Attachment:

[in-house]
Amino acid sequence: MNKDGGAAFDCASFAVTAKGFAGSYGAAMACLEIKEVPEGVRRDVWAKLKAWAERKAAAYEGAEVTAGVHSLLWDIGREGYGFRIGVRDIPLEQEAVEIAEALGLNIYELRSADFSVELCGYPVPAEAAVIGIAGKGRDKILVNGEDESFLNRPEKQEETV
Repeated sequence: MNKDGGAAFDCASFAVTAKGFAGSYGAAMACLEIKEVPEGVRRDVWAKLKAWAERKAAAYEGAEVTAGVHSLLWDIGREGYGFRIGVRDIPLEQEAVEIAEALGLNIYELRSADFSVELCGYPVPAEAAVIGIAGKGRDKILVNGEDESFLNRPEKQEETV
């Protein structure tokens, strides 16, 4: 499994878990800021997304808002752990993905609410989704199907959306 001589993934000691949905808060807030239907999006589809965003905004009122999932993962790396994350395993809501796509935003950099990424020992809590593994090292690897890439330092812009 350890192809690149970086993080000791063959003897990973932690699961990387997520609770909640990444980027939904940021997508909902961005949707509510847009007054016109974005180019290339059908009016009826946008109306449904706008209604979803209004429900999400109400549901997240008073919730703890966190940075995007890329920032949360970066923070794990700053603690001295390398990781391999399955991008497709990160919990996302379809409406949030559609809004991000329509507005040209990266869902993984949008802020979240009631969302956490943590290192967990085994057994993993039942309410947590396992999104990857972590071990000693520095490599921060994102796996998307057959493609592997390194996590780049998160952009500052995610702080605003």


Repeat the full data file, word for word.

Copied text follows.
[in-house]
Amino acid sequence: MNKDGGAAFDCASFAVTAKGFAGSYGAAMACLEIKEVPEGVRRDVWAKLKAWAERKAAAYEGAEVTAGVHSLLWDIGREGYGFRIGVRDIPLEQEAVEIAEALGLNIYELRSADFSVELCGYPVPAEAAVIGIAGKGRDKILVNGEDESFLNRPEKQEETV
Repeated sequence: MNKDGGAAFDCASFAVTAKGFAGSYGAAMACLEIKEVPEGVRRDVWAKLKAWAERKAAAYEGAEVTAGVHSLLWDIGREGYGFRIGVRDIPLEQEAVEIAEALGLNIYELRSADFSVELCGYPVPAEAAVIGIAGKGRDKILVNGEDESFLNRPEKQEETV
């Protein structure tokens, strides 16, 4: 499994878990800021997304808002752990993905609410989704199907959306 001589993934000691949905808060807030239907999006589809965003905004009122999932993962790396994350395993809501796509935003950099990424020992809590593994090292690897890439330092812009 350890192809690149970086993080000791063959003897990973932690699961990387997520609770909640990444980027939904940021997508909902961005949707509510847009007054016109974005180019290339059908009016009826946008109306449904706008209604979803209004429900999400109400549901997240008073919730703890966190940075995007890329920032949360970066923070794990700053603690001295390398990781391999399955991008497709990160919990996302379809409406949030559609809004991000329509507005040209990266869902993984949008802020979240009631969302956490943590290192967990085994057994993993039942309410947590396992999104990857972590071990000693520095490599921060994102796996998307057959493609592997390194996590780049998160952009500052995610702080605003």